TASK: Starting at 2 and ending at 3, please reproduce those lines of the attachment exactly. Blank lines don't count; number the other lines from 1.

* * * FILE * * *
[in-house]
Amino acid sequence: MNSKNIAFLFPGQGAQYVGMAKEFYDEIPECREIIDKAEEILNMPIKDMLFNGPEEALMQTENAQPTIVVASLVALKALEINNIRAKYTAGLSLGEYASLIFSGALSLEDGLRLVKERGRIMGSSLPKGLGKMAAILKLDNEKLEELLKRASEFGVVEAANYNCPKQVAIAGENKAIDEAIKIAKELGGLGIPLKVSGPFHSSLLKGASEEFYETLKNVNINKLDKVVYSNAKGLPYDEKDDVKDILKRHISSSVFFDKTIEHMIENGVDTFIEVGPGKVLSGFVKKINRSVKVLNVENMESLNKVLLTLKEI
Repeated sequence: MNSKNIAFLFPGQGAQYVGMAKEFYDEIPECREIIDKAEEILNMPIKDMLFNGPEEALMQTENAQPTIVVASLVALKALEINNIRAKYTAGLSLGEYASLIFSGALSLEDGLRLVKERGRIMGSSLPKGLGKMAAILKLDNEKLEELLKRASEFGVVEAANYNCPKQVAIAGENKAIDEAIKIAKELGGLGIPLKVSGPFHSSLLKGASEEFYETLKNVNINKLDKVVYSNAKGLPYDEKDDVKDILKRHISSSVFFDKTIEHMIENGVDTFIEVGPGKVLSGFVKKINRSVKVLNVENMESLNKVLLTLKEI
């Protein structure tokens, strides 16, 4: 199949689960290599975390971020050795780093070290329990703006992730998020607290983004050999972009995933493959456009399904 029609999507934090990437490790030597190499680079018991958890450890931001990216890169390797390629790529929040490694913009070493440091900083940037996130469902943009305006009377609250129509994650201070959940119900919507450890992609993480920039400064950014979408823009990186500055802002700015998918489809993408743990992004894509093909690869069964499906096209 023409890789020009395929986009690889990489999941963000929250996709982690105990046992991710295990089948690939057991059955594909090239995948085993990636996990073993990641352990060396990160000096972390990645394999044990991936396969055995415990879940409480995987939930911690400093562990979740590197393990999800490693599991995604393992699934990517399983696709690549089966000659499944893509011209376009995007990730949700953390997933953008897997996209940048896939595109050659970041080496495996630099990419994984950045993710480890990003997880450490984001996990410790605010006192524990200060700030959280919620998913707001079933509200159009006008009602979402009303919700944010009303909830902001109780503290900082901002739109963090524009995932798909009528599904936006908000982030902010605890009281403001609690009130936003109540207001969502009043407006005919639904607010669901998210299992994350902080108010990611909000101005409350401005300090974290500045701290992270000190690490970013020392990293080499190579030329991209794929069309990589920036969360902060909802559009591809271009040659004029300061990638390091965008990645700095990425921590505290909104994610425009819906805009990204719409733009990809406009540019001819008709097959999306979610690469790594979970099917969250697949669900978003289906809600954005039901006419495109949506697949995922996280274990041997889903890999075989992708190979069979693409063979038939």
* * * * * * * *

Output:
Amino acid sequence: MNSKNIAFLFPGQGAQYVGMAKEFYDEIPECREIIDKAEEILNMPIKDMLFNGPEEALMQTENAQPTIVVASLVALKALEINNIRAKYTAGLSLGEYASLIFSGALSLEDGLRLVKERGRIMGSSLPKGLGKMAAILKLDNEKLEELLKRASEFGVVEAANYNCPKQVAIAGENKAIDEAIKIAKELGGLGIPLKVSGPFHSSLLKGASEEFYETLKNVNINKLDKVVYSNAKGLPYDEKDDVKDILKRHISSSVFFDKTIEHMIENGVDTFIEVGPGKVLSGFVKKINRSVKVLNVENMESLNKVLLTLKEI
Repeated sequence: MNSKNIAFLFPGQGAQYVGMAKEFYDEIPECREIIDKAEEILNMPIKDMLFNGPEEALMQTENAQPTIVVASLVALKALEINNIRAKYTAGLSLGEYASLIFSGALSLEDGLRLVKERGRIMGSSLPKGLGKMAAILKLDNEKLEELLKRASEFGVVEAANYNCPKQVAIAGENKAIDEAIKIAKELGGLGIPLKVSGPFHSSLLKGASEEFYETLKNVNINKLDKVVYSNAKGLPYDEKDDVKDILKRHISSSVFFDKTIEHMIENGVDTFIEVGPGKVLSGFVKKINRSVKVLNVENMESLNKVLLTLKEI